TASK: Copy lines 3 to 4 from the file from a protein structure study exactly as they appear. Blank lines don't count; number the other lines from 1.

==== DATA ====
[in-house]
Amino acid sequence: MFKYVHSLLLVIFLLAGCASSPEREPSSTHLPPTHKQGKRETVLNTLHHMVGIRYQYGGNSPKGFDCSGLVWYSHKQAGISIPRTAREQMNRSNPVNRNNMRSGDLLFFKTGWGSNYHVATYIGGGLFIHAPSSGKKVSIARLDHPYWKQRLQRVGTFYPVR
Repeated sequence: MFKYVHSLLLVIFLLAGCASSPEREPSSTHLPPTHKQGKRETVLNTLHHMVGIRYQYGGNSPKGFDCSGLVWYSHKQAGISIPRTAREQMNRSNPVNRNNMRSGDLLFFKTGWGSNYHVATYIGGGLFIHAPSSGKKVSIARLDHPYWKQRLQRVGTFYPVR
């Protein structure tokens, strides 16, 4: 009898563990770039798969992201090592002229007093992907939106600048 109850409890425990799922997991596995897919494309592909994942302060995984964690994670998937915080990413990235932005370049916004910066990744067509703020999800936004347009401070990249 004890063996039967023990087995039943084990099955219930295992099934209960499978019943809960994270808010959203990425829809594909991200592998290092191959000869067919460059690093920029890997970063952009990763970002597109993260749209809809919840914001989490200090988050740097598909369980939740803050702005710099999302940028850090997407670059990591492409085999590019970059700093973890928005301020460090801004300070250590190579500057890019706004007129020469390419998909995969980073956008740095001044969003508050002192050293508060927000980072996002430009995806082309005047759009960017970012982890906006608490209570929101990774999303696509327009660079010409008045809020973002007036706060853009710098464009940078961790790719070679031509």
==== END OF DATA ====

Repeated sequence: MFKYVHSLLLVIFLLAGCASSPEREPSSTHLPPTHKQGKRETVLNTLHHMVGIRYQYGGNSPKGFDCSGLVWYSHKQAGISIPRTAREQMNRSNPVNRNNMRSGDLLFFKTGWGSNYHVATYIGGGLFIHAPSSGKKVSIARLDHPYWKQRLQRVGTFYPVR
């Protein structure tokens, strides 16, 4: 009898563990770039798969992201090592002229007093992907939106600048 109850409890425990799922997991596995897919494309592909994942302060995984964690994670998937915080990413990235932005370049916004910066990744067509703020999800936004347009401070990249 004890063996039967023990087995039943084990099955219930295992099934209960499978019943809960994270808010959203990425829809594909991200592998290092191959000869067919460059690093920029890997970063952009990763970002597109993260749209809809919840914001989490200090988050740097598909369980939740803050702005710099999302940028850090997407670059990591492409085999590019970059700093973890928005301020460090801004300070250590190579500057890019706004007129020469390419998909995969980073956008740095001044969003508050002192050293508060927000980072996002430009995806082309005047759009960017970012982890906006608490209570929101990774999303696509327009660079010409008045809020973002007036706060853009710098464009940078961790790719070679031509």